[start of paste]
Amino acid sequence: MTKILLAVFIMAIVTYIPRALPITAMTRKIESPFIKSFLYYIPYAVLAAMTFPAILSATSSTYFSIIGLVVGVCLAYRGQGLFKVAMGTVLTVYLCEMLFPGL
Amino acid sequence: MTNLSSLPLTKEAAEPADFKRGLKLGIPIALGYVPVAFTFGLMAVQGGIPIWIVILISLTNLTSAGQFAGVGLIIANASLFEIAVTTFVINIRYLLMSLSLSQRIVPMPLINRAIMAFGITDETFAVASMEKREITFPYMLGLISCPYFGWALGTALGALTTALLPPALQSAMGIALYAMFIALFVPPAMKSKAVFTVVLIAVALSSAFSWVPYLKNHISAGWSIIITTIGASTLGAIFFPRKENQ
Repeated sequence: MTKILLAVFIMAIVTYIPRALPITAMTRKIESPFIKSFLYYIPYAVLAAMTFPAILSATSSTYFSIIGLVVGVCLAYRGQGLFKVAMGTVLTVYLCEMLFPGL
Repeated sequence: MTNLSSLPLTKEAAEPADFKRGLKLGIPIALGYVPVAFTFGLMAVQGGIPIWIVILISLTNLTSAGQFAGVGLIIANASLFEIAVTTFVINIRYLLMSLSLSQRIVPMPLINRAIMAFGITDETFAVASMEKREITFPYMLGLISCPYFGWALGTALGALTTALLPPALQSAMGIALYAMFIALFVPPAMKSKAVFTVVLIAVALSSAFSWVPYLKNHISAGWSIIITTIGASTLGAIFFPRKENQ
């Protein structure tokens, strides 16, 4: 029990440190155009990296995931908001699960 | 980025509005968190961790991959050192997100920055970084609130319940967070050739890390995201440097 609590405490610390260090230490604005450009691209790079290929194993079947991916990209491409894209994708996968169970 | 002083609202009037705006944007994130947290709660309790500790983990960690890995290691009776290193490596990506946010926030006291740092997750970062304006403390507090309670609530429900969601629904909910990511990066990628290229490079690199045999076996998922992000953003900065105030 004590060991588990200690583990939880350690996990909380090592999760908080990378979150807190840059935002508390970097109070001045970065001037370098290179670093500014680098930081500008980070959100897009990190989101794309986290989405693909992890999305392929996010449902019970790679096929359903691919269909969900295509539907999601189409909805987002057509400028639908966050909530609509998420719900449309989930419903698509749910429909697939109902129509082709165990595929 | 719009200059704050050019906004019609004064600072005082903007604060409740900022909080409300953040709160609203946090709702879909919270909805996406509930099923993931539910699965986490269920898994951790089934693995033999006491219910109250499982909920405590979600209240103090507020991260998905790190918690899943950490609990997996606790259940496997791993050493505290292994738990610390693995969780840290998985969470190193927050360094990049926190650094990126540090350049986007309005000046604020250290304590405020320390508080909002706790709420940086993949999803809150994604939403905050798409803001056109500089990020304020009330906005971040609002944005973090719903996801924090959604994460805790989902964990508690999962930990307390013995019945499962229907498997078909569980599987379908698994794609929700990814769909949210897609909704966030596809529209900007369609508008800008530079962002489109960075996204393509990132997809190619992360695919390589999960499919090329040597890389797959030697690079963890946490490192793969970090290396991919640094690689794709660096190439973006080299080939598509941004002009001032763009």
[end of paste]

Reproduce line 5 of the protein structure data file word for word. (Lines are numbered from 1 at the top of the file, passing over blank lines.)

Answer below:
């Protein structure tokens, strides 16, 4: 029990440190155009990296995931908001699960 | 980025509005968190961790991959050192997100920055970084609130319940967070050739890390995201440097 609590405490610390260090230490604005450009691209790079290929194993079947991916990209491409894209994708996968169970 | 002083609202009037705006944007994130947290709660309790500790983990960690890995290691009776290193490596990506946010926030006291740092997750970062304006403390507090309670609530429900969601629904909910990511990066990628290229490079690199045999076996998922992000953003900065105030 004590060991588990200690583990939880350690996990909380090592999760908080990378979150807190840059935002508390970097109070001045970065001037370098290179670093500014680098930081500008980070959100897009990190989101794309986290989405693909992890999305392929996010449902019970790679096929359903691919269909969900295509539907999601189409909805987002057509400028639908966050909530609509998420719900449309989930419903698509749910429909697939109902129509082709165990595929 | 719009200059704050050019906004019609004064600072005082903007604060409740900022909080409300953040709160609203946090709702879909919270909805996406509930099923993931539910699965986490269920898994951790089934693995033999006491219910109250499982909920405590979600209240103090507020991260998905790190918690899943950490609990997996606790259940496997791993050493505290292994738990610390693995969780840290998985969470190193927050360094990049926190650094990126540090350049986007309005000046604020250290304590405020320390508080909002706790709420940086993949999803809150994604939403905050798409803001056109500089990020304020009330906005971040609002944005973090719903996801924090959604994460805790989902964990508690999962930990307390013995019945499962229907498997078909569980599987379908698994794609929700990814769909949210897609909704966030596809529209900007369609508008800008530079962002489109960075996204393509990132997809190619992360695919390589999960499919090329040597890389797959030697690079963890946490490192793969970090290396991919640094690689794709660096190439973006080299080939598509941004002009001032763009």